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    Two Theresienthal Art Nouveau Goblets, ca. 1900

    Appraised Value:

    $700 (2007)

    Appraised on: August 4, 2007

    Appraised in: Spokane, Washington

    Appraised by: Arlie Sulka

    Category: Glass

    Episode Info: Spokane (#1210)

    Originally Aired: March 31, 2008

    slideshow IMAGE: 1 of 1  

    More Like This:

    Form: Glass
    Material: Glass
    Period / Style: 20th Century, Art Nouveau
    Value Range: $700 (2007)

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    Appraisal Video: (2:31)


    Appraised By:

    Arlie Sulka
    Lillian Nassau, LLC

    Appraisal Transcript:
    GUEST: These glasses were from my grandfather. Uh, my grandfather was German, and he and my grandmother went to Germany in the early 1900s on vacation, and I was told, they brought them back, and they were in my grandparents' family, and then my mother and father had them, and now I have them.

    APPRAISER: Well, that's where they're from. They're from Germany.

    GUEST: Oh.

    APPRAISER: They were made in Bavaria, a part of Germany that was almost on the Czechoslovakian border. The name of the company that produced these glasses was called Theresienthal, and the company was established in 1836 by Franz Steigerwald, and one of the reasons why the company was established is that the king wanted to make glassware in his own country. He didn't like the idea that they were importing glassware from other foreign factories, so he was very supportive of Steigerwald at the time. Now, of course, these were not made in 1836. These were made just around 1900, maybe even 1910, so your timing is absolutely accurate. And these are from the Art Nouveau period of glassmaking. Many of the designs were inspired by artists named Hans Christiansen and Bruno Mauder. This very well could be a Hans Christiansen design. When we see this type of glass, they usually look like flowers. You see these lovely delicate pastel petals.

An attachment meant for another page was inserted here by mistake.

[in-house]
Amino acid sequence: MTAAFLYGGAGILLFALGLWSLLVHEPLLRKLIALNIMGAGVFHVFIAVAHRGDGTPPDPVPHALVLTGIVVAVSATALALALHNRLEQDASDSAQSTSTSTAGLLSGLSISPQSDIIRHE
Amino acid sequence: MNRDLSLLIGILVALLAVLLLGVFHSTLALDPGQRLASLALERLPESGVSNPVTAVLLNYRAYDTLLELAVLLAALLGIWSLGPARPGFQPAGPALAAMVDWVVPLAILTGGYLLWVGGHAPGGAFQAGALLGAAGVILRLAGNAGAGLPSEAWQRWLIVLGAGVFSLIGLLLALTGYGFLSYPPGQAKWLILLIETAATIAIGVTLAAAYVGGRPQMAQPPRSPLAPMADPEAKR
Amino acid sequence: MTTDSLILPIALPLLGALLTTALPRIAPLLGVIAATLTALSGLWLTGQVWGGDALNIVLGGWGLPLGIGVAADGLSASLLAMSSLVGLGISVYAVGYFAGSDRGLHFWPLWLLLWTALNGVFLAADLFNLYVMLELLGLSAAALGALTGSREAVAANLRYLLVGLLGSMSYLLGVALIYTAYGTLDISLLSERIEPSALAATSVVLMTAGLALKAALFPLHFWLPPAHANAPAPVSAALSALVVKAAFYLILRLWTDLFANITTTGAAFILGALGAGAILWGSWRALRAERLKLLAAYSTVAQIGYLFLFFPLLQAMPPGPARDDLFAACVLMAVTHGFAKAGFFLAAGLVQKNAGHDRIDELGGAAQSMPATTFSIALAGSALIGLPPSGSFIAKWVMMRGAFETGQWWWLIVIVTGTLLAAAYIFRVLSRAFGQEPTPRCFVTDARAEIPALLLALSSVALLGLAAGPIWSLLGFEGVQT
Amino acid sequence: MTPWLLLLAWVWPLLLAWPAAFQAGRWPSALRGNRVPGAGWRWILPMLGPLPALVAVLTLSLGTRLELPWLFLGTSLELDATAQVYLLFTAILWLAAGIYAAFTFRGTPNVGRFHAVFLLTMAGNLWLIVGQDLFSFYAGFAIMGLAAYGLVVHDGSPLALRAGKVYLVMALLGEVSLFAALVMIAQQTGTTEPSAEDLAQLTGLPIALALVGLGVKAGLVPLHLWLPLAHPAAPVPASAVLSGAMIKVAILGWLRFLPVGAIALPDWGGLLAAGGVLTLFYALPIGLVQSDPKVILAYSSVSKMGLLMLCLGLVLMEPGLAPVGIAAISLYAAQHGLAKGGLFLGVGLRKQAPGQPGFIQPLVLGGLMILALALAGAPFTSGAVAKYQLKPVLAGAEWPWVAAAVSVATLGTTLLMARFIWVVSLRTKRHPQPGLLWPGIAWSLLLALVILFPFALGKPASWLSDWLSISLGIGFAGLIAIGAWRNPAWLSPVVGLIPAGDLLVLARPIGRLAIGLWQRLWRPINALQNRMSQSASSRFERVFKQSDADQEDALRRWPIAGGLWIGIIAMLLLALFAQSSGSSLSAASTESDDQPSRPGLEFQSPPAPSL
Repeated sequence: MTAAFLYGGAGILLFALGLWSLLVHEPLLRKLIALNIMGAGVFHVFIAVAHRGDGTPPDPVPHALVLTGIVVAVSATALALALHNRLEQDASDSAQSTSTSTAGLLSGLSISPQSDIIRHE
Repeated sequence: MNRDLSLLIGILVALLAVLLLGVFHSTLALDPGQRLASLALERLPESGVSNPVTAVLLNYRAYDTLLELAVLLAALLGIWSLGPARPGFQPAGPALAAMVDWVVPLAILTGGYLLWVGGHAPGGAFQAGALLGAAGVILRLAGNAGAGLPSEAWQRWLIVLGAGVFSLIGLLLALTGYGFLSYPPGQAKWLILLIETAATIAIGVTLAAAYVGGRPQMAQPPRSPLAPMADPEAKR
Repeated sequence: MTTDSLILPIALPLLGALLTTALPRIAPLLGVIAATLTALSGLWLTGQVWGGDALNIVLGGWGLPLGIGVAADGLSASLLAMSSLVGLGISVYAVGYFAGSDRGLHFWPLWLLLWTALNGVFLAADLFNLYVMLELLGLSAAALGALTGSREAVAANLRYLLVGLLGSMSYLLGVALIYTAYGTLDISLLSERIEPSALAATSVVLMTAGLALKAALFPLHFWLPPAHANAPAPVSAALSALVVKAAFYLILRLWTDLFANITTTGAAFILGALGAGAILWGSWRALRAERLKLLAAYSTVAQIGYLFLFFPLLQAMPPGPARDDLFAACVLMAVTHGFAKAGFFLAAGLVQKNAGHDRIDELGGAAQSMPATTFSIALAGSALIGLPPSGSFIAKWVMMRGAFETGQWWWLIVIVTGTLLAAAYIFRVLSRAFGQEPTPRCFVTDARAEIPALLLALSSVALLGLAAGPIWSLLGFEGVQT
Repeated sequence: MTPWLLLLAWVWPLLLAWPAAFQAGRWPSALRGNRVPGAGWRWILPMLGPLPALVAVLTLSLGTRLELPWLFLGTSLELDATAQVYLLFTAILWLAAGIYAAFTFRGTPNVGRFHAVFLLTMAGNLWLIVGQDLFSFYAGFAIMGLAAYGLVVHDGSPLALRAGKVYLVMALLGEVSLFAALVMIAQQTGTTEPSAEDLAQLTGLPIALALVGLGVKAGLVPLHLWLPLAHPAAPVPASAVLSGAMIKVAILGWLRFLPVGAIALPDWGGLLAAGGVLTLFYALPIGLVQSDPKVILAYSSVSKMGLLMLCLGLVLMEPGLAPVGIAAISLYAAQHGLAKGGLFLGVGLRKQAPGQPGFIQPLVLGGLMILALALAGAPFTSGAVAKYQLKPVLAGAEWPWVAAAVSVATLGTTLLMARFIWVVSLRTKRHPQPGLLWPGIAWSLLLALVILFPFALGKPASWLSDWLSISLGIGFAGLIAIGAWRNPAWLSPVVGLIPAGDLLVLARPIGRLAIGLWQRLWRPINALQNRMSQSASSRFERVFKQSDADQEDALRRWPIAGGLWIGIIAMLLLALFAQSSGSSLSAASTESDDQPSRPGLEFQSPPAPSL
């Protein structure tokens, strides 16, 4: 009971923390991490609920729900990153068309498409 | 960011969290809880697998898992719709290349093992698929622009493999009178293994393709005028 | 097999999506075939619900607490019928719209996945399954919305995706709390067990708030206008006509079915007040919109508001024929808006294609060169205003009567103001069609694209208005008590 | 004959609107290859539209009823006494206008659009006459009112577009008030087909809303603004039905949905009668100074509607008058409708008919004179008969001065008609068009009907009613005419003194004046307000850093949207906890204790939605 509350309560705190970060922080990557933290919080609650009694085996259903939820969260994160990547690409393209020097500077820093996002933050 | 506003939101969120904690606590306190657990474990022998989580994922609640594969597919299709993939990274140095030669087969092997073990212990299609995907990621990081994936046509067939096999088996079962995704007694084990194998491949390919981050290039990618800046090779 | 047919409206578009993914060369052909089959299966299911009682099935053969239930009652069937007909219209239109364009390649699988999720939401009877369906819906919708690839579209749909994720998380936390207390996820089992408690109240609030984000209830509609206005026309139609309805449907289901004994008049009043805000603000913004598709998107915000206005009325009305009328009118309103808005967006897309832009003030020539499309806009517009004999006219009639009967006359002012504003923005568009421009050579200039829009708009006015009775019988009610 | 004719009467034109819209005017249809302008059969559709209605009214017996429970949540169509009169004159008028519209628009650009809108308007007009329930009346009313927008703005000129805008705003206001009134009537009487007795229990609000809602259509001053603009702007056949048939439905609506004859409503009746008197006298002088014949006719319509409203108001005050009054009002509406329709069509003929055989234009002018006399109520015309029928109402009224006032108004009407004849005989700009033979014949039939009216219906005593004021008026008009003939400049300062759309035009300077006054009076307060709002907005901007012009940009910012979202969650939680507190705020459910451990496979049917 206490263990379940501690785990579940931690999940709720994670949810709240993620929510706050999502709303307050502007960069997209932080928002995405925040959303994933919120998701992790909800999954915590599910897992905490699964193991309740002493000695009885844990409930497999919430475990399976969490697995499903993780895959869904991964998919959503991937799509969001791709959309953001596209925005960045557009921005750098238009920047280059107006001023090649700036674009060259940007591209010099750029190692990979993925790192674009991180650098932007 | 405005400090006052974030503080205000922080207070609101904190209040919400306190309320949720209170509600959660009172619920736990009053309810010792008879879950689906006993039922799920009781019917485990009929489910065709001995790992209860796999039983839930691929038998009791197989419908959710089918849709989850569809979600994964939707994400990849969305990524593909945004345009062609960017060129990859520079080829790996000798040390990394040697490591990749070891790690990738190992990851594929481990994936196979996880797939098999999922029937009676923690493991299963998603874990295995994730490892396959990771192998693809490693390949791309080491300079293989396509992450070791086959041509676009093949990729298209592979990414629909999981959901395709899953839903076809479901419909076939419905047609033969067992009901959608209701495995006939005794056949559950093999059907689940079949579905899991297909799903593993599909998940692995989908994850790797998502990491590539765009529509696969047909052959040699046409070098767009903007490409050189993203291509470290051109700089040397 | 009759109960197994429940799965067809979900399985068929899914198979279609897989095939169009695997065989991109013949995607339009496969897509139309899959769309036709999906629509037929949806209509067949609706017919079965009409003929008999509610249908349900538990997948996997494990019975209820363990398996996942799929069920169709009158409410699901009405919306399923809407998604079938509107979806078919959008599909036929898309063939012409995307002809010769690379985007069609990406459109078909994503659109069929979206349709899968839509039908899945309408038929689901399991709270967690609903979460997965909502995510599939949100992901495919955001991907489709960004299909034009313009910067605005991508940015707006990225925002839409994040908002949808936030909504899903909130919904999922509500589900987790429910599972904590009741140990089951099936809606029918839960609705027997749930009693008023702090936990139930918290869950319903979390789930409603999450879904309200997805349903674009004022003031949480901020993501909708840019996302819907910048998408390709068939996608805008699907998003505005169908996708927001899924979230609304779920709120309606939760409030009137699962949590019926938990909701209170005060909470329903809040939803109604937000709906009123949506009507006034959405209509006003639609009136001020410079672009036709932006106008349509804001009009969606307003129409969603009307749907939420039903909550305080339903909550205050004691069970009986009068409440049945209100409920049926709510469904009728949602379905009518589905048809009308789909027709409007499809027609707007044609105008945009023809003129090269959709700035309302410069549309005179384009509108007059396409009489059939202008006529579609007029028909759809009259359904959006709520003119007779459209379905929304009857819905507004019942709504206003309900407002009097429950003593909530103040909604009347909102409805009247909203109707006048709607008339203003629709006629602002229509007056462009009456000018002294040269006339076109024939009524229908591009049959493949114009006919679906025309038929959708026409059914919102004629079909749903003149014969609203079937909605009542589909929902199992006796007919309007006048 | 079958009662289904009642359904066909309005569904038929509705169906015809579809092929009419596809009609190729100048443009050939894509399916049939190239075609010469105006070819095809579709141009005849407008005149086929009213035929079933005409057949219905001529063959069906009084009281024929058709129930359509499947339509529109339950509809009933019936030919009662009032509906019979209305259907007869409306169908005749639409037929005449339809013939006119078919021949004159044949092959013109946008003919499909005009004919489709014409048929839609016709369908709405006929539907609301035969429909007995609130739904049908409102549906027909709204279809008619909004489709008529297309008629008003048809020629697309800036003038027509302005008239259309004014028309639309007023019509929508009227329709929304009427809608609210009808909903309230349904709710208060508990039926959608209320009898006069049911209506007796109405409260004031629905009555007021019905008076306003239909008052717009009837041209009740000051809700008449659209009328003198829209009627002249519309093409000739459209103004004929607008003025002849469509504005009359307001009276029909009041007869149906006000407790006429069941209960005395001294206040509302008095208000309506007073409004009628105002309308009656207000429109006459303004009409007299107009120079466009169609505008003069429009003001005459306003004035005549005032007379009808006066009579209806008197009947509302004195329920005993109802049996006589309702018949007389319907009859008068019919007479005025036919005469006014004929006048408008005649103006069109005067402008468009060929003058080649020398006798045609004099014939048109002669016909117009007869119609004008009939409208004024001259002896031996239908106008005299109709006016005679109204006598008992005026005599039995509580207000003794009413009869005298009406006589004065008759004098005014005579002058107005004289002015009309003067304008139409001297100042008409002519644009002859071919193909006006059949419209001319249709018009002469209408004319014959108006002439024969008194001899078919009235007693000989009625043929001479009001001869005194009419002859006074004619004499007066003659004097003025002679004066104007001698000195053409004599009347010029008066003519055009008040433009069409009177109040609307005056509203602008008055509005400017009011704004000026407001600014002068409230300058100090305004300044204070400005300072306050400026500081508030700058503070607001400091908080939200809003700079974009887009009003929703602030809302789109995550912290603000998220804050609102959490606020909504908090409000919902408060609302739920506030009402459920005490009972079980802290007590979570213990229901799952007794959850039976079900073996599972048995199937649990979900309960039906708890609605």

GUEST: Yes.

    APPRAISER: They're very stylized, which is typical of an Art Nouveau design, and when you look inside them, it's actually looking at the interior of a flower.

    GUEST: It is.

    APPRAISER: It's very delicate, very, very beautiful. They're hand-blown. You have the stems that are made and then the upper part of the goblet, and then the enameling is applied afterwards. After. It's hand painted with a stencil. So it's very labor-intensive. We don't see many of these as sets.

    GUEST: I have 12 of each.

    APPRAISER: You have 12... Okay, that's a lot. It's unusual. For this type of glass, I probably could see a dealer selling them for, uh, $400 for the larger goblet, and $300 for the champagne goblet.

    GUEST: Oh.

    APPRAISER: So the entire set would be somewhere close to $8,500.

    GUEST: That-That's absolutely amazing. Oh, that's really great.

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